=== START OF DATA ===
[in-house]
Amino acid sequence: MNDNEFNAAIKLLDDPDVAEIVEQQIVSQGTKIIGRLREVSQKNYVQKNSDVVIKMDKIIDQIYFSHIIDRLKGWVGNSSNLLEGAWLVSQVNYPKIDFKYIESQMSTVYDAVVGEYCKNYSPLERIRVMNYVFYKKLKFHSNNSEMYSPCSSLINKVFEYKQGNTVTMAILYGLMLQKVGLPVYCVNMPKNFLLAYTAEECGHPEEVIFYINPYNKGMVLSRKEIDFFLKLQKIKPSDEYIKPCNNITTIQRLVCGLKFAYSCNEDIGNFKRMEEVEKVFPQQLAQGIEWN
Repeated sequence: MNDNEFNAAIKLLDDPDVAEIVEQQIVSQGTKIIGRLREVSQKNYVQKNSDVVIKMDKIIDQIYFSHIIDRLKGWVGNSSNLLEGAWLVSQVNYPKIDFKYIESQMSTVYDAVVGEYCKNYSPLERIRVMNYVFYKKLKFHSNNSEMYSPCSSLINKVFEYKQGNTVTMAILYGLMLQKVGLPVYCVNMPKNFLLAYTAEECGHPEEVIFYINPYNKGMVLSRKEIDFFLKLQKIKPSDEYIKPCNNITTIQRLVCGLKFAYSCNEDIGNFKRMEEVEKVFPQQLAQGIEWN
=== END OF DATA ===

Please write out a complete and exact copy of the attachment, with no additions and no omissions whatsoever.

[in-house]
Amino acid sequence: MNDNEFNAAIKLLDDPDVAEIVEQQIVSQGTKIIGRLREVSQKNYVQKNSDVVIKMDKIIDQIYFSHIIDRLKGWVGNSSNLLEGAWLVSQVNYPKIDFKYIESQMSTVYDAVVGEYCKNYSPLERIRVMNYVFYKKLKFHSNNSEMYSPCSSLINKVFEYKQGNTVTMAILYGLMLQKVGLPVYCVNMPKNFLLAYTAEECGHPEEVIFYINPYNKGMVLSRKEIDFFLKLQKIKPSDEYIKPCNNITTIQRLVCGLKFAYSCNEDIGNFKRMEEVEKVFPQQLAQGIEWN
Repeated sequence: MNDNEFNAAIKLLDDPDVAEIVEQQIVSQGTKIIGRLREVSQKNYVQKNSDVVIKMDKIIDQIYFSHIIDRLKGWVGNSSNLLEGAWLVSQVNYPKIDFKYIESQMSTVYDAVVGEYCKNYSPLERIRVMNYVFYKKLKFHSNNSEMYSPCSSLINKVFEYKQGNTVTMAILYGLMLQKVGLPVYCVNMPKNFLLAYTAEECGHPEEVIFYINPYNKGMVLSRKEIDFFLKLQKIKPSDEYIKPCNNITTIQRLVCGLKFAYSCNEDIGNFKRMEEVEKVFPQQLAQGIEWN